As a character in a recent popular novel observed: There are things that are necessary evils, and there are things that are more evil than necessary. In a free society, tolerance of offensive speech is one of those necessary evils, particularly when that speech involves the expression of political or artistic ideas. In fact, when it comes to those two areas of speech, it can be said that the moral dichotomy between freedom and license is a distinction without a difference. Similarly, the evils engendered by censorship nearly always outstrip the imagined necessity.
Consider the controversy over congressional funding of the National Endowment for the Arts, which gives money to public institutions such as symphony orchestras, theaters and art museums. Not long ago, a few senators and congressmen discovered that the endowment had helped finance a retrospective of photographs by Robert Mapplethorpe, some of whose images have homoerotic themes, and a group exhibit including photos by Andres Serrano, whose pictures depict the abuse of religious icons. This is distasteful stuff, which quickly would have dropped from view had it not been seized upon by a little band of opportunists.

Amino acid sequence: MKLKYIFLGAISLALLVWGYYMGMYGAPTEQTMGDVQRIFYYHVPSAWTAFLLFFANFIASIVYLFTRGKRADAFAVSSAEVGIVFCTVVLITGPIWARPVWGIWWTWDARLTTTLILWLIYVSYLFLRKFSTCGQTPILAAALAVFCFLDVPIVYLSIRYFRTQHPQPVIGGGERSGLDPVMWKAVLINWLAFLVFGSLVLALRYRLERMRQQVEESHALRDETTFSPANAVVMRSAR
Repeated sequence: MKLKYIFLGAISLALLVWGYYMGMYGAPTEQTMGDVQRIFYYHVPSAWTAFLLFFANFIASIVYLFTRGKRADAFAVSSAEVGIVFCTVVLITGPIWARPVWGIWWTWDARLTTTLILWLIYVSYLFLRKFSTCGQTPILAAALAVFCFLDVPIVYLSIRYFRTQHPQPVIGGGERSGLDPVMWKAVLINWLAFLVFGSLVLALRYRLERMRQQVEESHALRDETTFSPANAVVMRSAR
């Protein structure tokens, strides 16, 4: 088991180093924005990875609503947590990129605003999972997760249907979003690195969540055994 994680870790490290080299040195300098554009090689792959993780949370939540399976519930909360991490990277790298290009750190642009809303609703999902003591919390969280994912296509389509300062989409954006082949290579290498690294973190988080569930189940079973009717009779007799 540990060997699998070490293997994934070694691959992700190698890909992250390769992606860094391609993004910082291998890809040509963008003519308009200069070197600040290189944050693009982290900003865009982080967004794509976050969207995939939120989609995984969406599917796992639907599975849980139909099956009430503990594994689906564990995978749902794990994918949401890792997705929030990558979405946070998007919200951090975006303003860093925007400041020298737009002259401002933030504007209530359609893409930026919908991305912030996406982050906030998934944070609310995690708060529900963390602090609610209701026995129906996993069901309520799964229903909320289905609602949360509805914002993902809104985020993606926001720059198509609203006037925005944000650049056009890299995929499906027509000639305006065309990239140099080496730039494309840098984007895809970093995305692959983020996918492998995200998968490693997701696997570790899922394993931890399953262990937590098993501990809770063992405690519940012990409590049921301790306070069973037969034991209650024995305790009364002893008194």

Those in the House simply slapped the endowment with a token cut in its budget. In the Senate, however, Jesse Helms (R.-N.C.) induced his colleagues to approve a measure that would deny federal money to the two institutions that mounted the controversial shows. It also would prohibit use of federal funds to "promote. . .obscene or indecent materials . . .or material which denigrates the objects or beliefs of the adherents of a particular religion or nonreligion."